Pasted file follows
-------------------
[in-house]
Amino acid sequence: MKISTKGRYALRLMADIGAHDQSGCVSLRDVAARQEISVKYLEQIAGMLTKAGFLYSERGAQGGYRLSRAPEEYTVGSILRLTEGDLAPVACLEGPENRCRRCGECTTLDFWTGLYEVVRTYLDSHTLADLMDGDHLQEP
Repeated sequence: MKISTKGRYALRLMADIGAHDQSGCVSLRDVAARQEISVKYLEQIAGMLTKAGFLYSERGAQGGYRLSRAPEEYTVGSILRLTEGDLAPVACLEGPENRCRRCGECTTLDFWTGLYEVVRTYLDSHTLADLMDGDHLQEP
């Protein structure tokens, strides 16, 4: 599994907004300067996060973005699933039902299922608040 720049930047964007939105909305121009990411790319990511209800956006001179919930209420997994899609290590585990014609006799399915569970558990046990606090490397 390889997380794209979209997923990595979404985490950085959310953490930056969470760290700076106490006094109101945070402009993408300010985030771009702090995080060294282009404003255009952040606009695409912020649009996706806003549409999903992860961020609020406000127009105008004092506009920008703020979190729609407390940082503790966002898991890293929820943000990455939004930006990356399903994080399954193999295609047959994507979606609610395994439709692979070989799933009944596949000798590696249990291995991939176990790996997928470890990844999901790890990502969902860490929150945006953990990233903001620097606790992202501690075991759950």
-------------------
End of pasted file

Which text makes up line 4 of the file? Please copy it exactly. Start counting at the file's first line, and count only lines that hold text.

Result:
């Protein structure tokens, strides 16, 4: 599994907004300067996060973005699933039902299922608040 720049930047964007939105909305121009990411790319990511209800956006001179919930209420997994899609290590585990014609006799399915569970558990046990606090490397 390889997380794209979209997923990595979404985490950085959310953490930056969470760290700076106490006094109101945070402009993408300010985030771009702090995080060294282009404003255009952040606009695409912020649009996706806003549409999903992860961020609020406000127009105008004092506009920008703020979190729609407390940082503790966002898991890293929820943000990455939004930006990356399903994080399954193999295609047959994507979606609610395994439709692979070989799933009944596949000798590696249990291995991939176990790996997928470890990844999901790890990502969902860490929150945006953990990233903001620097606790992202501690075991759950």